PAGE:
From mankind to giant river otters: Tambopata is home to many large mammals

21 December 2015 (2002 visits)

The enormous biological diversity of Peru’s Tambopata National Reserve is due to the variety of ecosystems it is home to, as well as its extensive wetland areas.

Tambopata National Reserve and our own Tambopata Ecolodge Private Conservation Area offer a refuge for many major species classified as endangered in other parts of the Peruvian Amazon basin. The forests that flank the Tambopata River are among the best places in South America for ecotourism and the observation, photographing and appreciation of an incredible range of wild fauna and flora.

Tambopata is also home to people. The indigenous communities of Palma Real, Sonene and Infierno are located in the Reserve’s buffer zone. These native people are members of the Ese Eja linguistic group, while the people of Kotsimba belong to the Puquirieri ethno-linguistic group.

Within Tambopata National Reserve, the presence has been reported of some 632 species of birds, 1200 butterfly species, 103 amphibians, 180 kinds of fish, 103 reptiles and 169 mammals.

The reserve’s lake systems and forests provide the ideal habitat for several endangered Amazon mammalian species, such as giant river otters (Pteronura brasiliensis), the neo-tropical otter (Lontra longicaudis), the eyra cat (Herpailurus yagouaroundi), the puma (Puma concolor), jaguar (Panthera onca) and ocelot (Leopardus wiedii).

Primate species found in the Tambopata area include spider monkeys (Ateles chamek), brown-mantled tamarins (Saguinus fuscicollis), emperor tamarins (Saguinus imperator), howler monkeys (Alouatta seniculus), black-headed night monkeys (Aotus nigriceps), brown woolly monkeys (Lagothrix lagotricha), black-capped squirrel monkeys (Saimiri boliviensis), squirrel monkeys (Saimiri sciureus), white-fronted capuchins (Cebus albifrons) and tufted capuchins (Cebus apella).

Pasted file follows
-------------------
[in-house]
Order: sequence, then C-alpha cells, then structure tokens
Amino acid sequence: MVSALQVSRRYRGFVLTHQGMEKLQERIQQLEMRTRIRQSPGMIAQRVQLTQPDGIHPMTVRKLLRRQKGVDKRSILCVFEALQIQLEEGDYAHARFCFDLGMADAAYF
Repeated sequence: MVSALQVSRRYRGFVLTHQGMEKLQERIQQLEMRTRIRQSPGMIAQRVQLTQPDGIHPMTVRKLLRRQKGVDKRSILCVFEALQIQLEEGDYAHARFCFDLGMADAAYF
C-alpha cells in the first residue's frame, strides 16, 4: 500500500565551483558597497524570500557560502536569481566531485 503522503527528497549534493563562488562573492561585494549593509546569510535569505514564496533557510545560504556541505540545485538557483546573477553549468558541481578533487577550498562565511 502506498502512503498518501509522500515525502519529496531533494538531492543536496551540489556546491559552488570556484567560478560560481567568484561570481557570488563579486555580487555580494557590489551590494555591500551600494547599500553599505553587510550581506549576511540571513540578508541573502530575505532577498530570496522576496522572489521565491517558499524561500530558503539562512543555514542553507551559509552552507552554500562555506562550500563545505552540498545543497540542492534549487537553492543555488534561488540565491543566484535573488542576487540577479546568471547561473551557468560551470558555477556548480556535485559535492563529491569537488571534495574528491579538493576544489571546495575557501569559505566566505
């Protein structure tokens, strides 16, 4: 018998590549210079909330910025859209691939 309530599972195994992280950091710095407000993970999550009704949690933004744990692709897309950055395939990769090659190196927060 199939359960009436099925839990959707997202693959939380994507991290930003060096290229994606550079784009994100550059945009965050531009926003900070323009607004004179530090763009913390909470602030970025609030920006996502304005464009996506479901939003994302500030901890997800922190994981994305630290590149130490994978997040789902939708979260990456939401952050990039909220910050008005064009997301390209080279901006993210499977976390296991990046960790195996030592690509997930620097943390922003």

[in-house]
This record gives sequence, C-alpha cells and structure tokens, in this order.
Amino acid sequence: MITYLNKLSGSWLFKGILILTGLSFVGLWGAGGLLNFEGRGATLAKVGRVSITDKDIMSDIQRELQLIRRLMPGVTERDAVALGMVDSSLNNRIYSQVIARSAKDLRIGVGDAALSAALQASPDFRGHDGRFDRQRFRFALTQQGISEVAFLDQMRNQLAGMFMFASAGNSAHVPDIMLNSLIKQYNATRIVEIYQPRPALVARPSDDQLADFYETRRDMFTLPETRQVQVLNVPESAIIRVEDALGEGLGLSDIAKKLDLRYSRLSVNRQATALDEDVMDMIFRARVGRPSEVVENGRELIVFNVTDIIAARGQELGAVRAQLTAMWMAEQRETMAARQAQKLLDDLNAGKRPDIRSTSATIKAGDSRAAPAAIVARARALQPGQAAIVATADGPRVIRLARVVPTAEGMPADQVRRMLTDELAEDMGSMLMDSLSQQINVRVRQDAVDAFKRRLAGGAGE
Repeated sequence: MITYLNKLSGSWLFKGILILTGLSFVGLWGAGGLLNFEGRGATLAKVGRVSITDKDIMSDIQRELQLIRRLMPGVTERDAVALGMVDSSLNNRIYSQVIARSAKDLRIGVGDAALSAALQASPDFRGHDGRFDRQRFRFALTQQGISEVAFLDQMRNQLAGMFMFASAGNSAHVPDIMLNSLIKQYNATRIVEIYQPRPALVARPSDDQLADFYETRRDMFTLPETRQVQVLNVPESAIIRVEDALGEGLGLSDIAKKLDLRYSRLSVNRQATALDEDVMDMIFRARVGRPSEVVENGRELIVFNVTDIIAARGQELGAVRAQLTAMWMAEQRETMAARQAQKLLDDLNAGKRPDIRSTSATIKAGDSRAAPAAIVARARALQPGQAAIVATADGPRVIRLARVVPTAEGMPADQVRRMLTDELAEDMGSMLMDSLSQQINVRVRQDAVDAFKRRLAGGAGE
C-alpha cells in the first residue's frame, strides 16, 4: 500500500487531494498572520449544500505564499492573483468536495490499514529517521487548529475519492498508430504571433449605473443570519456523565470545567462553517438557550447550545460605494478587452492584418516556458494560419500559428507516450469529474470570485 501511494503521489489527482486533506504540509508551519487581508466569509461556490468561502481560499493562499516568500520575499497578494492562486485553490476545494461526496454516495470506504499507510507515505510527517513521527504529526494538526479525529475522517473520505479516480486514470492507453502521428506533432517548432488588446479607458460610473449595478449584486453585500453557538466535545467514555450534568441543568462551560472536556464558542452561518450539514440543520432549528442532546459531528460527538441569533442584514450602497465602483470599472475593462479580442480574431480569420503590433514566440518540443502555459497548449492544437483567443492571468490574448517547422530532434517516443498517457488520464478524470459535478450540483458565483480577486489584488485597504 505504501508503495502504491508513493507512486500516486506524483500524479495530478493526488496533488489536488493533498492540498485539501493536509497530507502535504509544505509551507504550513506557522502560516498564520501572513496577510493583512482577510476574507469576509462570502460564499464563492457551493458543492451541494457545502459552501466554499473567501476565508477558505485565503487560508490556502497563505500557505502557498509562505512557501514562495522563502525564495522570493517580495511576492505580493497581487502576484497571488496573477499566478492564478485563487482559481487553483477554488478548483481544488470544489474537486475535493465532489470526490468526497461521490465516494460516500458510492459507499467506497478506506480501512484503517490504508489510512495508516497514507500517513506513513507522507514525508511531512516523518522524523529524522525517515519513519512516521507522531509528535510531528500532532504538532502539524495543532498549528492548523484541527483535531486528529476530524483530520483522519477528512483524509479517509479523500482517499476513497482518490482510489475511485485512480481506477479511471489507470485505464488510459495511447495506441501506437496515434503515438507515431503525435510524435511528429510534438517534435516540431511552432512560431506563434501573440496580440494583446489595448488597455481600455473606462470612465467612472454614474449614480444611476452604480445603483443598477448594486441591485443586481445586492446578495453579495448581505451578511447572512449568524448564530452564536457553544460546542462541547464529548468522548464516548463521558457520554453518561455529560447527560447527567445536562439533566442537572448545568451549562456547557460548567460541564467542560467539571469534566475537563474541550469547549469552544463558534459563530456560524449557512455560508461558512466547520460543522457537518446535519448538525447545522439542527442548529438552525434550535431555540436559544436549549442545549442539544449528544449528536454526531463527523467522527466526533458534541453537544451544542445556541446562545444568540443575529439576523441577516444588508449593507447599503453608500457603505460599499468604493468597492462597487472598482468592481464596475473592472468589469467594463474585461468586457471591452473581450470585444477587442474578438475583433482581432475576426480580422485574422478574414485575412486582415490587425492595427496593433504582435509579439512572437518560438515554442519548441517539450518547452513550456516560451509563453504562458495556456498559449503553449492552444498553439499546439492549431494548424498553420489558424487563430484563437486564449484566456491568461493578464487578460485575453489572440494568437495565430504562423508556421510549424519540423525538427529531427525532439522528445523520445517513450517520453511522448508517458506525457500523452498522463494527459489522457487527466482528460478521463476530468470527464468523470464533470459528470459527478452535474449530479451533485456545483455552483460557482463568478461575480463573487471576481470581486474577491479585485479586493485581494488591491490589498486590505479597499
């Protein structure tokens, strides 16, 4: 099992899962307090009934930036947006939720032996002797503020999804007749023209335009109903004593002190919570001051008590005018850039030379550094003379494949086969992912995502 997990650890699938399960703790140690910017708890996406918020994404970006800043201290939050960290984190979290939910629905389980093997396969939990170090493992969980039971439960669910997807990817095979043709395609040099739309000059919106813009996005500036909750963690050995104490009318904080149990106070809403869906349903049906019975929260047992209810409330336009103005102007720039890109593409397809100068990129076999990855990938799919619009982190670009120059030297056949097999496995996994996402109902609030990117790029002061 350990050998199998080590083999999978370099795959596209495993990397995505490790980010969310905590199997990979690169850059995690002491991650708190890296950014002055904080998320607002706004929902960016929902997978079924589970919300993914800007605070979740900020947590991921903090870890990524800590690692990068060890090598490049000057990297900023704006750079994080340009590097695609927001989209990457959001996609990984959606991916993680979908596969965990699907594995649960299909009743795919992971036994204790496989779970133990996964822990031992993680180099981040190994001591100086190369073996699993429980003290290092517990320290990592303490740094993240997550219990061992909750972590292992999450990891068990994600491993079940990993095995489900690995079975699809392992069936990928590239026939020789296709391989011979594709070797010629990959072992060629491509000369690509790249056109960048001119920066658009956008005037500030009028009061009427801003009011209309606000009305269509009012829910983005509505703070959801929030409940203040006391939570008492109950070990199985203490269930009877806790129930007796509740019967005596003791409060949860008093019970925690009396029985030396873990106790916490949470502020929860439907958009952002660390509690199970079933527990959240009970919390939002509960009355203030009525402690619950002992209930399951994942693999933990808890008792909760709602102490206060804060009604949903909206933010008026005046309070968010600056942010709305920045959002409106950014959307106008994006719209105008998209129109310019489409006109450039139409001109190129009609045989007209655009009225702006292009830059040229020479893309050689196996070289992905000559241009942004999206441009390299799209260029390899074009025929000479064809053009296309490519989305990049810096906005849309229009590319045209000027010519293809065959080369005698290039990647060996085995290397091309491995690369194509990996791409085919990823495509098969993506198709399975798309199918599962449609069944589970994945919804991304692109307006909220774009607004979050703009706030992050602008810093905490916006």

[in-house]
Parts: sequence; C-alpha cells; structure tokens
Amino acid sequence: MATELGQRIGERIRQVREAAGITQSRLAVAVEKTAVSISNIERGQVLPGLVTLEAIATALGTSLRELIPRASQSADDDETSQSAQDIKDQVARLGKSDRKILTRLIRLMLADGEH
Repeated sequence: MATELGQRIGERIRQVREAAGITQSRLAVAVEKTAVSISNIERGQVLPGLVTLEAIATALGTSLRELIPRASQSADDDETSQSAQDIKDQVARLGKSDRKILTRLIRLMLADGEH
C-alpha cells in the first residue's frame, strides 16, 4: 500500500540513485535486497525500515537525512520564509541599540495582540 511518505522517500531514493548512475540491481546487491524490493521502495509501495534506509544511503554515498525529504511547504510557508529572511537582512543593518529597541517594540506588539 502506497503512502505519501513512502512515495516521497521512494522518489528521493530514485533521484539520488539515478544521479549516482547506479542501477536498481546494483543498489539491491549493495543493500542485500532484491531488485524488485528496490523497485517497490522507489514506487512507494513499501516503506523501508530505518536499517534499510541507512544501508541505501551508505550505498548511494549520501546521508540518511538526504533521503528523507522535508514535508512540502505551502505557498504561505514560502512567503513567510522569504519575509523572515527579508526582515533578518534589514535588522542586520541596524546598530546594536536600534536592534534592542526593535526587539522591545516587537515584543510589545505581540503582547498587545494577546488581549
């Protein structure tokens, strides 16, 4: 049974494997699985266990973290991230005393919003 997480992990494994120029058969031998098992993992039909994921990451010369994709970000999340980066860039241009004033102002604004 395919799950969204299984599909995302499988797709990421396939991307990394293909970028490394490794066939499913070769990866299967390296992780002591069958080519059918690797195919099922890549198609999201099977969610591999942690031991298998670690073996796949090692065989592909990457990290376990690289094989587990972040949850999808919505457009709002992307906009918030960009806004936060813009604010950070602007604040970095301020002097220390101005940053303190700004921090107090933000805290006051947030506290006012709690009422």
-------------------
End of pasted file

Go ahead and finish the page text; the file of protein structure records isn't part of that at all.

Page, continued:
Other large mammal species found with the Tambopata National Reserve include the South American tapir (Tapirus terrestris), white-lipped peccary (Tayassu pecari), collared peccary (Tayassu tajacu), red brocket deer (Mazama americana), gray deer (Mazama gouazoubira) and two-toed (Choloepus hoffmanni) and three-toed sloths (Bradypus variegatus).



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What your rainforest visit means

In Peru ecotourism has helped make it possible to create national reserves and save the forests of the Amazon basin from destruction. By implementing our ecotourism-based conservation model (see our video), we are ensuring the forests will be around for future generations to appreciate. Pioneering projects like Tambopata Ecolodge, which was established in 1991, serve as a conservation model, by showing how responsible ecotourism can support conservation initiatives.
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